libor: politics and financial regulation July 5, 2012Posted by Bradley in : financial regulation , trackback
Bob Diamond appeared before the Treasury Select Committee yesterday to discuss Libor. On one level the reviews in Parliament and at the FSA are supposed to be about working out how to ensure this particular problem doesn’t recur. And the options on the table seem to be very focused on Libor. Should the regulators require that Libor be based on transactions rather than on opinions, should setting Libor be a regulated activity etc. We have seen some hints that the issue is seen as part of a larger issue – the banking culture issue – but that is both more significant and harder to find a regulatory fix for.
There’s another larger issue here. Financial stability concerns make regulators focus on systemically important financial institutions (for example this recent Basel Committee Consultation on domestic systemically important banks). But what about trying to identify the point at which practices become systemically important? Some years ago, when Libor was a bespoke rate fixed by mechanisms specified in individual transaction documents it wasn’t one rate that all could use. According to the BBA’s website, banks asked it to work on providing uniformity:
The BBA was asked by the banks it represents to bring a measure of uniformity into the market and to devise a benchmark to act as a reference for these new instruments. Rather than negotiating the underlying rate or forming rates by taking averages of ad-hoc panels, banks could now use a standard rate. This facilitated the operation of markets and made benchmarking more transparent and objective.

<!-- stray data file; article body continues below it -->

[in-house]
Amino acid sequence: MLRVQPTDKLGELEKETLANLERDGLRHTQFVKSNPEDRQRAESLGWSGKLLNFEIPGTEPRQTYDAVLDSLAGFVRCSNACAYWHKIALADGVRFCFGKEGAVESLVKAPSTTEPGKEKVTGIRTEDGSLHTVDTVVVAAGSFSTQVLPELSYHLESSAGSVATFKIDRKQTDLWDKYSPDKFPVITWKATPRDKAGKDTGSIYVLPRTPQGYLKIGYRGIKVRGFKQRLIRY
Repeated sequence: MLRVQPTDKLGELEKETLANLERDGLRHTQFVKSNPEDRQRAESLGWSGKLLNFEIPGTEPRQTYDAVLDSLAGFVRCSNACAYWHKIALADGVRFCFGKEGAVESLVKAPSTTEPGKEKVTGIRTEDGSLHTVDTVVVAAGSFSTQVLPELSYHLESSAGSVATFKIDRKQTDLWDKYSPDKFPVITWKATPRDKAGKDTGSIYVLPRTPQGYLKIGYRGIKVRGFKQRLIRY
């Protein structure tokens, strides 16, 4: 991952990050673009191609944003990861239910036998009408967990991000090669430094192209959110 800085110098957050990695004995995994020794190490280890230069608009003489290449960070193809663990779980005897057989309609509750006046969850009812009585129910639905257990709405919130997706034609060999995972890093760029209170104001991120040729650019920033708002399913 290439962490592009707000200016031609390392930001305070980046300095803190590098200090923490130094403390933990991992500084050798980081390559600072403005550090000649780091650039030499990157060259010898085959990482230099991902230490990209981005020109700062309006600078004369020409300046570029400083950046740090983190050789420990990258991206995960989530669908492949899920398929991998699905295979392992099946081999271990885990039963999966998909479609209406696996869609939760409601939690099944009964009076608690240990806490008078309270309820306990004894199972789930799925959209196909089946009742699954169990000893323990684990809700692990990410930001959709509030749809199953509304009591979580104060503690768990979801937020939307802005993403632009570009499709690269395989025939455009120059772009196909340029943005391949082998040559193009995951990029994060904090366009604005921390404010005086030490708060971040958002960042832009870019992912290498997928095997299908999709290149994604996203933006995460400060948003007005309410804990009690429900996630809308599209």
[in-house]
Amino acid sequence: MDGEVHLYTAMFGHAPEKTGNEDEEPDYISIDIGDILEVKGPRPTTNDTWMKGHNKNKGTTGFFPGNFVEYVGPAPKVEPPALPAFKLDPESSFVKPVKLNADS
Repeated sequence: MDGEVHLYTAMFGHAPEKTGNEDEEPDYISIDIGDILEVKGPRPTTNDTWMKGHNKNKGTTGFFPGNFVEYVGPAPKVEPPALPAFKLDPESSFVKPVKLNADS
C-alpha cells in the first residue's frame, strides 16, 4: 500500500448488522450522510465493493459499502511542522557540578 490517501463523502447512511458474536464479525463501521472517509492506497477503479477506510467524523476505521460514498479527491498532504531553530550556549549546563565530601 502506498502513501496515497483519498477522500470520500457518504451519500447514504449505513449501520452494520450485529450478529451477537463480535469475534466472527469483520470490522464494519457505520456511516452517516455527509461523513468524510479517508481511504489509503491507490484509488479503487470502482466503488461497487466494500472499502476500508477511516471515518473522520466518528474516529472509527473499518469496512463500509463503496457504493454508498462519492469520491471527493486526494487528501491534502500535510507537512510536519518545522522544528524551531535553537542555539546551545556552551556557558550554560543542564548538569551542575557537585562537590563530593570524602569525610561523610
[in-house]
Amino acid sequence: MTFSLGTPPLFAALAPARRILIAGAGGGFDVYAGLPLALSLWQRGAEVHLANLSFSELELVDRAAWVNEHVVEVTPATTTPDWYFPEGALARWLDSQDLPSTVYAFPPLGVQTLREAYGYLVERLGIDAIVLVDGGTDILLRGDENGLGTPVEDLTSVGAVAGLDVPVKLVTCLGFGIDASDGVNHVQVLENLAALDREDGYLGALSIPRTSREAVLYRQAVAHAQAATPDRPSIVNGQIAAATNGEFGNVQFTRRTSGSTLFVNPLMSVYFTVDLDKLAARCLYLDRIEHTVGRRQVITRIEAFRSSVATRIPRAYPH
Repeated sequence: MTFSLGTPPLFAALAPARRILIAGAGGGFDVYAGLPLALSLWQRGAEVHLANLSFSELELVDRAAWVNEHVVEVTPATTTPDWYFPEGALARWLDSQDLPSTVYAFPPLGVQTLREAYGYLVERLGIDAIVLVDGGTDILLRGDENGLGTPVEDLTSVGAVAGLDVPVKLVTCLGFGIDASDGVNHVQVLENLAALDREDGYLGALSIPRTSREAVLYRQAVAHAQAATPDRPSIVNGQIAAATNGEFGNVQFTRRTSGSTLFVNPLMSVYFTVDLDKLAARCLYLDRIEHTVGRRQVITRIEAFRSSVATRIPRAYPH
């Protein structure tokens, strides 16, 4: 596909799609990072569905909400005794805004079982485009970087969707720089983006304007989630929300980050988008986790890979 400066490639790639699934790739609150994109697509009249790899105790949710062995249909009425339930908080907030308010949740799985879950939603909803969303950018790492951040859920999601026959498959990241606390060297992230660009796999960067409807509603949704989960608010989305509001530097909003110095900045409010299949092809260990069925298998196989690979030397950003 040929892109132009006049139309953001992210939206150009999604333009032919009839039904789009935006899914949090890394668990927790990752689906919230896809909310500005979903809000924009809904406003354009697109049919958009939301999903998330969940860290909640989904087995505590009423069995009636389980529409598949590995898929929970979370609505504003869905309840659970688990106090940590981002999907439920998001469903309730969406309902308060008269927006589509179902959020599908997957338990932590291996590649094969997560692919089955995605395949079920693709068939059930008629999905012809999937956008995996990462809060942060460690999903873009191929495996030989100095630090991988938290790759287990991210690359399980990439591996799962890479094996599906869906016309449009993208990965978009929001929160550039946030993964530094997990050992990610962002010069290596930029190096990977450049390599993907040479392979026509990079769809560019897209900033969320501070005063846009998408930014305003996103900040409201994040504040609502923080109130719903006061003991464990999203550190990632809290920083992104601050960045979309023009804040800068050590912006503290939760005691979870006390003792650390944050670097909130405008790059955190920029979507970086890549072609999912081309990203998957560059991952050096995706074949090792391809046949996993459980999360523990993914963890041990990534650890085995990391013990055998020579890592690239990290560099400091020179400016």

The standardization of Libor increased its use as a rate of interest across a range of transactions around the world. But standardization may be a source of systemic risk if it makes particular behaviours more pervasive. We know that the way in which securitizations were structured involved invisible systemic risks. We are dealing with issues around the regulation of derivatives. But all of these issues are linked by standardization of financial transactions and practices.
Then there’s the politics. Did the Government or Bank of England encourage banks to manipulate Libor during the financial crisis. This issue is going to hang around for a while. The press likes it. Paul Tucker wants to speak to the Treasury Select Committee to clarify what he said in October 2008. But any financial regulation, and a lot of normal governmental activity, affects the way the markets work. Rescues of failing financial firms involve some manipulation of the financial markets. Will Spinney at the ACT gives a number of examples of governmental manipulation of financial markets. I wrote a short paper about the crisis where I said:
The global financial crisis thus renders visible and urgent a perennial (although often ignored) tension in financial regulation with respect to the extent to which governments should intervene to fix the financial markets.
This issue deserves more serious consideration than the irresponsible throwing around of partisan criticism we are seeing – reminiscent of snowball fights in a playground (or whatever they do at Eton) – that it is getting. Precisely what governmental interventions in the financial markets are legitimate, and what are not?
update: Note Jonathan Portes:
The lack of discussion about the structure of these key funding markets in any of the UK banking reform proposals is a very serious omission.